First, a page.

A film review by Craig J. Koban January 8, 2016


2015, PG-13, 124 mins.


Jennifer Lawrence as Joy Mangano  /  Diane Ladd as Mimi  /  Virginia Madsen as Carrie  /  Robert De Niro as Rudy  /  Bradley Cooper as Neil Walker  /  Dascha Polanco as Jackie  /  Edgar Ramírez as Tony Miranne  /  Elisabeth Röhm as Peggy  /  Isabella Rossellini as Trudy

Written and directed by David O. Russell   Russell

JOY is very odd movie.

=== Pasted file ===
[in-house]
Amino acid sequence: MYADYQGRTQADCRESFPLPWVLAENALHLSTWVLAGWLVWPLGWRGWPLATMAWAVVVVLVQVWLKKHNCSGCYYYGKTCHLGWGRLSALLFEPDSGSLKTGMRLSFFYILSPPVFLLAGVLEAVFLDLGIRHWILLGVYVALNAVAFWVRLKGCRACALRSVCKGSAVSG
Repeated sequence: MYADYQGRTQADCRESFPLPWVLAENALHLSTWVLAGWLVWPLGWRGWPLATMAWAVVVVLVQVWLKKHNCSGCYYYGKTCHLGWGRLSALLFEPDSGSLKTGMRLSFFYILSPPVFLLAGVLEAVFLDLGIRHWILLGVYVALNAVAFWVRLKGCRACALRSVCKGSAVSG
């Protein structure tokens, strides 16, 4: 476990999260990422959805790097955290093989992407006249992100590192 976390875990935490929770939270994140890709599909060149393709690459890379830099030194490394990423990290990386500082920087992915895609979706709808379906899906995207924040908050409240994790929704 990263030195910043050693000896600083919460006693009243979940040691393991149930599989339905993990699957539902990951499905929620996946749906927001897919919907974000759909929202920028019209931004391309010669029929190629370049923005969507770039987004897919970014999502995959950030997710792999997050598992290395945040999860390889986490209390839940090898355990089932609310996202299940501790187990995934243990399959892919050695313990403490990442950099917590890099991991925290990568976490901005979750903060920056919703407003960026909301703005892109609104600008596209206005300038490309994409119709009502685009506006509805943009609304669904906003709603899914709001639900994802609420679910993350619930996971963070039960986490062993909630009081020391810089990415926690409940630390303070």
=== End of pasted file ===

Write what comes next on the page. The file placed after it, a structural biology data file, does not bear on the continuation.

Odd in the sense that David O. Russell directs it with an atypically indifferent and unsure hand.  Odd in the sense that it features an incredibly solid and authentic performance by a largely miscast (I’ll explain later) Jennifer Lawrence.  Odd in the sense that it’s a loosely fact based film that deals with a self-made millionaire that built her own financial empire out of a mop invention…and it never really seems wholeheartedly focused on her or her invention.  Russell previously made the fantastic period film AMERICAN HUSTLE and the dysfunctional family drama SILVER LININGS PLAYBOOK – all with Jennifer Lawrence - which left me excited to see yet another potentially dynamic team-up between the effectively proven director/actor tandem.  Alas, JOY feels somewhat unfinished and lacks perspective as a whole and doesn’t seem to find a manner of making all of its divergent parts gel cohesively together.